How can I get around?
Without electricity not only will our largely electrified rail network grind to a halt, but even if the refineries are able to go on producing fuel, you could struggle to fill your car, because modern petrol pumps only work with mains power. As for that electric car you bought...
Even if we assume Air Traffic Control has its own power supply, airports in the North of England are reliant on NATS in Southampton to ensure air safety for the whole of England and Wales. If the country divided into multiple warring territories, you might not fancy hopping on a plane any time soon, especially if whoever held Southampton wanted to close down the rest of the country.
What's for dinner?
Supermarkets are run on a “just in time” ordering system, so disruption to transport and supply chains could result in empty shelves within days. With our high streets dominated by the supermarket giants, and fewer and fewer independently-run outlets, we would be reliant on the big multinationals staying in the game to ensure that people were able to feed themselves in this new high-risk environment with no corporate commitment to local communities.
Rural communities might become self-sufficient, but they would soon become strategically vulnerable and be forced to defend themselves against starving urban raiders from the far-from-self-sufficient, densely populated conurbations. Things could get very nasty, very quickly.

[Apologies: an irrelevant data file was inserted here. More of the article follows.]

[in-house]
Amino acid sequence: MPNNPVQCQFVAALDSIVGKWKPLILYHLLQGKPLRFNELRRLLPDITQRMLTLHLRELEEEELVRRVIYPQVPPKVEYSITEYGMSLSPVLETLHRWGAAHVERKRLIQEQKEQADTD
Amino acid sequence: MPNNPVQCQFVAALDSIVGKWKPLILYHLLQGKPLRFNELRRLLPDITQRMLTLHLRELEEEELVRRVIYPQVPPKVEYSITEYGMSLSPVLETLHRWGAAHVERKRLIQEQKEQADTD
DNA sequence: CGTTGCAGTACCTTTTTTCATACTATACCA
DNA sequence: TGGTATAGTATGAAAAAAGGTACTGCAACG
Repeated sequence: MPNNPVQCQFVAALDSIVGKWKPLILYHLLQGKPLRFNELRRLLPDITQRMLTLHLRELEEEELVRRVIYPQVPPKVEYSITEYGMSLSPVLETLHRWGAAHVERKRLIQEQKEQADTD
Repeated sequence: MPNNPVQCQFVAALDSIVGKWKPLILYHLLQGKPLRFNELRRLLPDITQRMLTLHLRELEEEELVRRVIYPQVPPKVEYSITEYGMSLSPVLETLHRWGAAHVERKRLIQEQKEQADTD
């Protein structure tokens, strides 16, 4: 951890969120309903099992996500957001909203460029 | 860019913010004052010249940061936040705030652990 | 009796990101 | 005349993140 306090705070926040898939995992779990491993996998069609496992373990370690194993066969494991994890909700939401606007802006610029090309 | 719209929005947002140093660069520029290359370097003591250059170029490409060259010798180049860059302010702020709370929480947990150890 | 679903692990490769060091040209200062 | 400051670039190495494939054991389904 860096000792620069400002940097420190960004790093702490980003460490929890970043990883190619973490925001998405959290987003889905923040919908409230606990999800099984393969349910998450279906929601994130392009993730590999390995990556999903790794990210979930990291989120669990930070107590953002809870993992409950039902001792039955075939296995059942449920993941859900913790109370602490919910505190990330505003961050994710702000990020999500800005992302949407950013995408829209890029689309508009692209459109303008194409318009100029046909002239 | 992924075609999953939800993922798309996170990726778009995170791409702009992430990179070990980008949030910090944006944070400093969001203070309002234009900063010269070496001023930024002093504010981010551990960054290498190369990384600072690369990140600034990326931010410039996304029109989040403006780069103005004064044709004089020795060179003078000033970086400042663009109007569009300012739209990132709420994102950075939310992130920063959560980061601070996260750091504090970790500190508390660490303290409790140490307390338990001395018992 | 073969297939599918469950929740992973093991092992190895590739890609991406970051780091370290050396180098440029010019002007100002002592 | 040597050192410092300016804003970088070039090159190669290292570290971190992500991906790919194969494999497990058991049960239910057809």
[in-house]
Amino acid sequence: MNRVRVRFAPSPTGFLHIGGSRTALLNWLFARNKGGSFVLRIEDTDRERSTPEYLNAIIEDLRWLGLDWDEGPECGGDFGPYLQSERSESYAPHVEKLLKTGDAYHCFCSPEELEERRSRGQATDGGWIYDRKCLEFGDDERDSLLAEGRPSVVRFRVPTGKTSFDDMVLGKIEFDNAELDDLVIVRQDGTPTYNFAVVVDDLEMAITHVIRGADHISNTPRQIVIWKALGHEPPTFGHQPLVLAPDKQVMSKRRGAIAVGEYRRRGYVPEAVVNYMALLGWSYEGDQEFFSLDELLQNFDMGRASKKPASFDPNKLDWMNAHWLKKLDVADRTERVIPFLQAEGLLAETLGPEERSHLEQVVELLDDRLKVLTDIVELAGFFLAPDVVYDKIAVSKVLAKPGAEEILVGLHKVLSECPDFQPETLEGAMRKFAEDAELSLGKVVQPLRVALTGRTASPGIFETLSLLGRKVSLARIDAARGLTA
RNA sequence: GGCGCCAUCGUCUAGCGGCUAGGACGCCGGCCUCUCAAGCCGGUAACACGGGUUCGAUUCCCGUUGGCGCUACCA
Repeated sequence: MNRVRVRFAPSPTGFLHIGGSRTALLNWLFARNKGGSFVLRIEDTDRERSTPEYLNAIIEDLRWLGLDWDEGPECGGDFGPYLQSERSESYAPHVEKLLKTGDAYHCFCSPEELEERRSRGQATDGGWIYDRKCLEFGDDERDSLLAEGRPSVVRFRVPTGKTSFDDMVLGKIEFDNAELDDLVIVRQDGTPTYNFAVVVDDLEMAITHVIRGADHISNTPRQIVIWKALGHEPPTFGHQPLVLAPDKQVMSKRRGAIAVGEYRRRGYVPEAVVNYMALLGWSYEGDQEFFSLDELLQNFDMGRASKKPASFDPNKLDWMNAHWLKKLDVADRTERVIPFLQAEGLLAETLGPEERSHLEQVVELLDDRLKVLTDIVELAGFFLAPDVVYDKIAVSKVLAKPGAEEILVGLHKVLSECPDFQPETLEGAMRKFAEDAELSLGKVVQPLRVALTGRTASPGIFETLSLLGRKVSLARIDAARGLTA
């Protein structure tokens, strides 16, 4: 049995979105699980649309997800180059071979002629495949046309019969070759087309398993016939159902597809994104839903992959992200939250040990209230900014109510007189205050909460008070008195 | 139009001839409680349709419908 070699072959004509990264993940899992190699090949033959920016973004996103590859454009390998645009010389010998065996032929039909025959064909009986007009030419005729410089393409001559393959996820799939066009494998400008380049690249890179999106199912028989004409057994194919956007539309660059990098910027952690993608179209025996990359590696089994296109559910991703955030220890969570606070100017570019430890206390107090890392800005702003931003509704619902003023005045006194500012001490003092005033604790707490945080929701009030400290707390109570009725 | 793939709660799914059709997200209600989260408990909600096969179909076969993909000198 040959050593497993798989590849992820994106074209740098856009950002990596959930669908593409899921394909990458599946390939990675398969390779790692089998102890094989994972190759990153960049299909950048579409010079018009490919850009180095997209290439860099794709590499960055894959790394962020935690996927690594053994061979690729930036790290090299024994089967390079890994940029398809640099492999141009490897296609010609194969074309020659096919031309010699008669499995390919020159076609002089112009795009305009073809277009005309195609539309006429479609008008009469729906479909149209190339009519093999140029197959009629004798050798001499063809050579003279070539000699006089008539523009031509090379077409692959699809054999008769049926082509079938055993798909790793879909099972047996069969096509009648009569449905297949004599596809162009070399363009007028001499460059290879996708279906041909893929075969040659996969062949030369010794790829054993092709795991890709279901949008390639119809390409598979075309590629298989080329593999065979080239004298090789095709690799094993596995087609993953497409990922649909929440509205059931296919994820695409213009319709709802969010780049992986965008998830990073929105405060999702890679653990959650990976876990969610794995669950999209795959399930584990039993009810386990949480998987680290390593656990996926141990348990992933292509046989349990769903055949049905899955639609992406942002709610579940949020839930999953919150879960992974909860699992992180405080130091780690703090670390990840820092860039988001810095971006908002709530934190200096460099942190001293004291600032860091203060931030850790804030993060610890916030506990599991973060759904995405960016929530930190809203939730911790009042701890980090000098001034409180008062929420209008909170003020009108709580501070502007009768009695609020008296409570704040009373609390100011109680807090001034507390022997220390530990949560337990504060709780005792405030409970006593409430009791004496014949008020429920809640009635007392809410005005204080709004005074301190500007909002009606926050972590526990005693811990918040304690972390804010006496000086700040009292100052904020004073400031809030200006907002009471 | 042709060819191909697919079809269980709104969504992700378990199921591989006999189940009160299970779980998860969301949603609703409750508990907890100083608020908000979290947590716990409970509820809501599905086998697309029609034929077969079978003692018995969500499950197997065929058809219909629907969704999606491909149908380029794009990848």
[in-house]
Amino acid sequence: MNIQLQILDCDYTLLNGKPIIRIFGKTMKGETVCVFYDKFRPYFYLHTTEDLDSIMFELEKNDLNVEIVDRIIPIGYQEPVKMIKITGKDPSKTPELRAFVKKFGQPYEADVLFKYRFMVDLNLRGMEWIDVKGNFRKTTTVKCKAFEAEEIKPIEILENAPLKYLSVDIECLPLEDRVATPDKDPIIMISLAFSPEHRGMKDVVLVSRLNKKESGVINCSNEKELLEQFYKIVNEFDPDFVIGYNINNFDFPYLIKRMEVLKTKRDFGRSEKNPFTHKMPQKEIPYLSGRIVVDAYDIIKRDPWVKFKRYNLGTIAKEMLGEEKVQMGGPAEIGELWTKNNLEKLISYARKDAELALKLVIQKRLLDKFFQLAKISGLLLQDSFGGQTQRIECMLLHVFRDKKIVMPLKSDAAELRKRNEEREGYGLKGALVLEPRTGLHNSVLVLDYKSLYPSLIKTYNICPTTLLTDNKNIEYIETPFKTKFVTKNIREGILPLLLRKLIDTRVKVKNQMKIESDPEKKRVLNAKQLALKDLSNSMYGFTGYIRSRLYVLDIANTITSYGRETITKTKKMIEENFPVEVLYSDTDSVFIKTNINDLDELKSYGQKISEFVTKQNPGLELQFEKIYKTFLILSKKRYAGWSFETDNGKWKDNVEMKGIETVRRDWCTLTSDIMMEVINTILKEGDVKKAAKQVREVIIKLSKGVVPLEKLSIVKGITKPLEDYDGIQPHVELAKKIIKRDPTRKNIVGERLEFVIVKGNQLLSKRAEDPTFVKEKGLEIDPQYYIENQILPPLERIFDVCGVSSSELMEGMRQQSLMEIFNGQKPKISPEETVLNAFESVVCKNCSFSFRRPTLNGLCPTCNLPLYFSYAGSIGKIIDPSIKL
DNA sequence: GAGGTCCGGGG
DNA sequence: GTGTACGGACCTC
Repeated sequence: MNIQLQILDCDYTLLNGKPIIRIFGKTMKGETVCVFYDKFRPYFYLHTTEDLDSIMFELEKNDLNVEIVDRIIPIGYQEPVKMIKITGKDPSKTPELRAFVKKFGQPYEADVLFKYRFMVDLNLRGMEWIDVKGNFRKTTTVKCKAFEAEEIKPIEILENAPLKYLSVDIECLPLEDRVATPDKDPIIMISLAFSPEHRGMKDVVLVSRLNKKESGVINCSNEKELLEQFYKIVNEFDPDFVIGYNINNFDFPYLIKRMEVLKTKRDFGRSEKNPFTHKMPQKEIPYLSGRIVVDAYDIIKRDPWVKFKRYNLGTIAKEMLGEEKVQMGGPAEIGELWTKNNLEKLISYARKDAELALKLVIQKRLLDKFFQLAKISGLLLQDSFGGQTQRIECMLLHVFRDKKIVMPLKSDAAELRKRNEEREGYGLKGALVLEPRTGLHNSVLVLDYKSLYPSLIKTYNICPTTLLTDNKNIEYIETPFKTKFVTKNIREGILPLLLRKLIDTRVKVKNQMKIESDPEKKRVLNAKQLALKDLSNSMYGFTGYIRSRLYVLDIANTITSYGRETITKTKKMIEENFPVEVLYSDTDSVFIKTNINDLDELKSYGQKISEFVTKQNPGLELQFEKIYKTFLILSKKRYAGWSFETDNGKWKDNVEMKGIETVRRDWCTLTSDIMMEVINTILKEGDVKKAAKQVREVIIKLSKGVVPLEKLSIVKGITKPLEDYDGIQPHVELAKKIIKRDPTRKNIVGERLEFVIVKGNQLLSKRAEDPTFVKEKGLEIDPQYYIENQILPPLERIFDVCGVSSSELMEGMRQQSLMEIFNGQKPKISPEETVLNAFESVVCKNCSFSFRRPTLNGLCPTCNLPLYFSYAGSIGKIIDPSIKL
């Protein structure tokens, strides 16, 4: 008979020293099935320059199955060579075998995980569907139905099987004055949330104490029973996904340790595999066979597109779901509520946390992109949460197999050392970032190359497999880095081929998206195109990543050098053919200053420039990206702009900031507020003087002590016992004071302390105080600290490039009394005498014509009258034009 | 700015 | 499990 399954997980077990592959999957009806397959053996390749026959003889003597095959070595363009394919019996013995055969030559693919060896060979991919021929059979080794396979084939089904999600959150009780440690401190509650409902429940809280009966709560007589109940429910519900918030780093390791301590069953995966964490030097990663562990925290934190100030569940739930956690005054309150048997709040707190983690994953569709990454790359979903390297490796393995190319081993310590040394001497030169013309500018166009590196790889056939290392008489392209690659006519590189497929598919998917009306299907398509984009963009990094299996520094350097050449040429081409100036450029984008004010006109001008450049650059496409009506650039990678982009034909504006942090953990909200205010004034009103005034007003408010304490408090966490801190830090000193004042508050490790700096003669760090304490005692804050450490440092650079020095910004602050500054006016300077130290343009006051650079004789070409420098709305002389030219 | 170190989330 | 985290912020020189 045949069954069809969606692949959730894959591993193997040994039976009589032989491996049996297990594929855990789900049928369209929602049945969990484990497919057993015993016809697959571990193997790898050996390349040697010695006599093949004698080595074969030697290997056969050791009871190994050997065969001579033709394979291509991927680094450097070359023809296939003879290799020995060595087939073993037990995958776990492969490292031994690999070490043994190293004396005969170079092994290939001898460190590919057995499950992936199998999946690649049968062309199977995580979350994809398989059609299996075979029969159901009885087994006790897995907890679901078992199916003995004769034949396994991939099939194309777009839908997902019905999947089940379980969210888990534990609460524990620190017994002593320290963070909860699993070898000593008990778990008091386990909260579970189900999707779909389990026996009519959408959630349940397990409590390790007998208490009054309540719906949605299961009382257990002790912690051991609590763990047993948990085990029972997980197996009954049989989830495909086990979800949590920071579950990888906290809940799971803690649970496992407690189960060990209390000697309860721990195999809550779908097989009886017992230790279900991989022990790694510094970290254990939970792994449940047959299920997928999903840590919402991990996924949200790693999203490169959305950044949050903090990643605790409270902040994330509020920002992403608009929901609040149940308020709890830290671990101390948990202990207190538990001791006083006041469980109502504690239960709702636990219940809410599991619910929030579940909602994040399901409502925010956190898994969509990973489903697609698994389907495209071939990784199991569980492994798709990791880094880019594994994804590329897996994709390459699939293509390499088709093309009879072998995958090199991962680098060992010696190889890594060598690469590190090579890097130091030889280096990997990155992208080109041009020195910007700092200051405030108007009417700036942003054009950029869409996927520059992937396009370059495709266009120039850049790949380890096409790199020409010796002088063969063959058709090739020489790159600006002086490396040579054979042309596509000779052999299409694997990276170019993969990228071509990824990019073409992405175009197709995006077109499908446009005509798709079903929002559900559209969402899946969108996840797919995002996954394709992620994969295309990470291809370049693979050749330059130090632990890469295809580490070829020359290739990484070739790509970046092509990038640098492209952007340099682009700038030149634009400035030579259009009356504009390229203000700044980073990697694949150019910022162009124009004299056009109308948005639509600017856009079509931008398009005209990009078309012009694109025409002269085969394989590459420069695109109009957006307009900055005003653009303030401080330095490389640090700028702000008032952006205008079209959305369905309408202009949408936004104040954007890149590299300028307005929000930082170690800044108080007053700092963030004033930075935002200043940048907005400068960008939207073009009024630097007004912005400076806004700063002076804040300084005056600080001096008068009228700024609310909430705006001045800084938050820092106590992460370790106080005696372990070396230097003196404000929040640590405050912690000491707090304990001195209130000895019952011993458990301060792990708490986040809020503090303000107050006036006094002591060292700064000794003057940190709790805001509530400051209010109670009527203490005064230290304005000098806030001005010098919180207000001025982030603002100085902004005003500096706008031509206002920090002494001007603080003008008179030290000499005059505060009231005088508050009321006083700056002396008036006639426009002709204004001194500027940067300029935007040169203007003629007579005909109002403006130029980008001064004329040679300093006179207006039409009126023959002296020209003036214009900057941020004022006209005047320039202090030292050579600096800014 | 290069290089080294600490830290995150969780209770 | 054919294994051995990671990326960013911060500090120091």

What about my prescription?
Many hospitals have around six weeks of independent power – but after that, who knows? Then there’s the small matter of medical supplies, in a country without a functioning economy or supply chains. We’ve all see this on the television.
It’s not just about medical emergencies. How many of us are reliant on the availability of drugs to keep us healthy? Insulin, warfarin, statins, hormone therapies, cancer treatments and the ever-growing list of medication we take for granted to keep us functioning, especially if we suffer from chronic conditions such as Cystic Fibrosis, hypertension etc. The phrase “survival of the fittest” could take on a whole new sinister meaning.
Who will protect us?
Without power, communications, money, food, transport it’s hard to see how accountable government could reassert itself – and without accountable government the notion of policing by consent would start to feel like a distant dream. Control goes to whoever has the weaponry, the muscle power or a stranglehold on the staples of life people need to survive. Welcome to the age of the warlord and local militias, UK style.
The list goes on... and on...
We live in a wonderful, modern, industrialised, socially-conscious country – wonderful because it meets so many of our needs through its multiplicity of interconnected systems – systems we barely think about day to day. However, it is this very complexity that is its vulnerability. A society like the one we enjoy in the UK has taken centuries to build, but, it could tumble down in an instant.